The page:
Am I financially prepared for retirement?
Q: I am 67 years old and I am finally getting ready to retire. I have been pretty good about saving money in my IRA and 401(k) over the years and I now have about $600,000 in retirement savings. In addition, my home is paid off and I have another $150,000 in the bank. I want to be sure I am financially ready to retire. I’m especially interested in how much you think I can safely take out of my IRA each year.
A: Congratulations on your upcoming retirement. It sounds like you have been diligent in your savings over the years. Paying off your mortgage is a great benefit, too. As you move into this next phase of life, you will be glad you prepared yourself so well.
Your financial readiness for retirement is difficult to determine given the facts you provided. You are clearly in a better position than many, but I have no idea what your cost of living looks like or if you have any other debts or ongoing financial obligations to children or aged parents. Retirement, like so much else in day-to-day economic life, is all about cash flow management. You have built up a nice portfolio of assets. Now you need to make sure your cash flows work. I recommend you seek out a financial planner who can run some projections for you. The confidence the financial planning process will bring to you will be well worth what it should cost in time and effort.
Your question about how much you can safely take out of your IRA is also difficult to answer without more information. However, here are some important principles for you to keep in mind as you figure out what is right for your situation.
First, you want to be careful with how much you pull from your savings in the early years of retirement. Compounded returns are a key to retirement security. The more you take out early in retirement the less compounding can work for you in later years.
Second, you should test your withdrawal assumptions in a number of possible environments. The safe portfolio withdrawal rate is a topic that has been hotly debated in financial planning circles for many years. The rule of thumb has long been that portfolios can withstand a 4% withdrawal rate without depleting the real portfolio over time. That is a good place to start, but you really need to look at it more closely. Under some scenarios, 4% may be overly conservative; in other scenarios it may be overly ambitious.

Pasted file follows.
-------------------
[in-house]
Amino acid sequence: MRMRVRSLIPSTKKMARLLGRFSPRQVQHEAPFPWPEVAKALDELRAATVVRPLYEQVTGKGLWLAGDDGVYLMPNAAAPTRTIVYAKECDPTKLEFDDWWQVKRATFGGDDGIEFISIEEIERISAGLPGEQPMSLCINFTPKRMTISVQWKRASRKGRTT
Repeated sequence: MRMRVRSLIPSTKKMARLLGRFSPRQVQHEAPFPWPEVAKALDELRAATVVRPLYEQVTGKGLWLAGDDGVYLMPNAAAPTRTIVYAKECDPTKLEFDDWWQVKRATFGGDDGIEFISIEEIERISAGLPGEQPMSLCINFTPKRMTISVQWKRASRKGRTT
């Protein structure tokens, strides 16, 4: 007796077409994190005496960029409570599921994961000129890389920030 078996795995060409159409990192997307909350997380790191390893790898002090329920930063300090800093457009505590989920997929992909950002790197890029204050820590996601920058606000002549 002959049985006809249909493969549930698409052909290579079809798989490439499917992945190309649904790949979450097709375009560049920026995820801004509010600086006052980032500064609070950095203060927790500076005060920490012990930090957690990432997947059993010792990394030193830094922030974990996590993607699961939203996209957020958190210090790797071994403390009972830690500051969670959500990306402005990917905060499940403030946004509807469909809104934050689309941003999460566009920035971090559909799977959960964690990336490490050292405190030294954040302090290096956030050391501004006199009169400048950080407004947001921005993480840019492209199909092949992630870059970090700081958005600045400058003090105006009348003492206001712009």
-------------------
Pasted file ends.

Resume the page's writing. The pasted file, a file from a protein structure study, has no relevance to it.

For example, a 4% withdrawal rate makes sense if you earn a 7% portfolio return. If you earn 7% and withdraw 4%, then your net growth rate on the portfolio will be 3%, just about right to cover inflation. However, if your portfolio earns less than 7%, you may find your portfolio’s real value eroded over time by inflation.
Unfortunately, the real world rarely conforms to straight line return assumptions. Markets go up some years and down others. When you are withdrawing money from a portfolio, the sequence of portfolio returns makes a big difference in how much you can afford to withdraw.
When looking at withdrawal rates, I have found it best to consider several strategies under a wide range of possible return assumptions. The best tool I have found to help with this is something called Monte Carlo simulation. Monte Carlo simulation takes its name from the casinos of Monte Carlo and uses statistical methods to help gauge the impact of uncertainty on portfolio outcomes. This is another area where a financial planner can be of great help to you.
Steven C. Merrell MBA, CFP®, AIF® is a Partner at Monterey Private Wealth, Inc., an independent wealth management firm in Monterey. He welcomes questions you may have concerning investments, taxes, retirement, or estate planning. Send your questions to: Steve Merrell, 2340 Garden Road Suite 202, Monterey, CA 93940 or email them to firstname.lastname@example.org.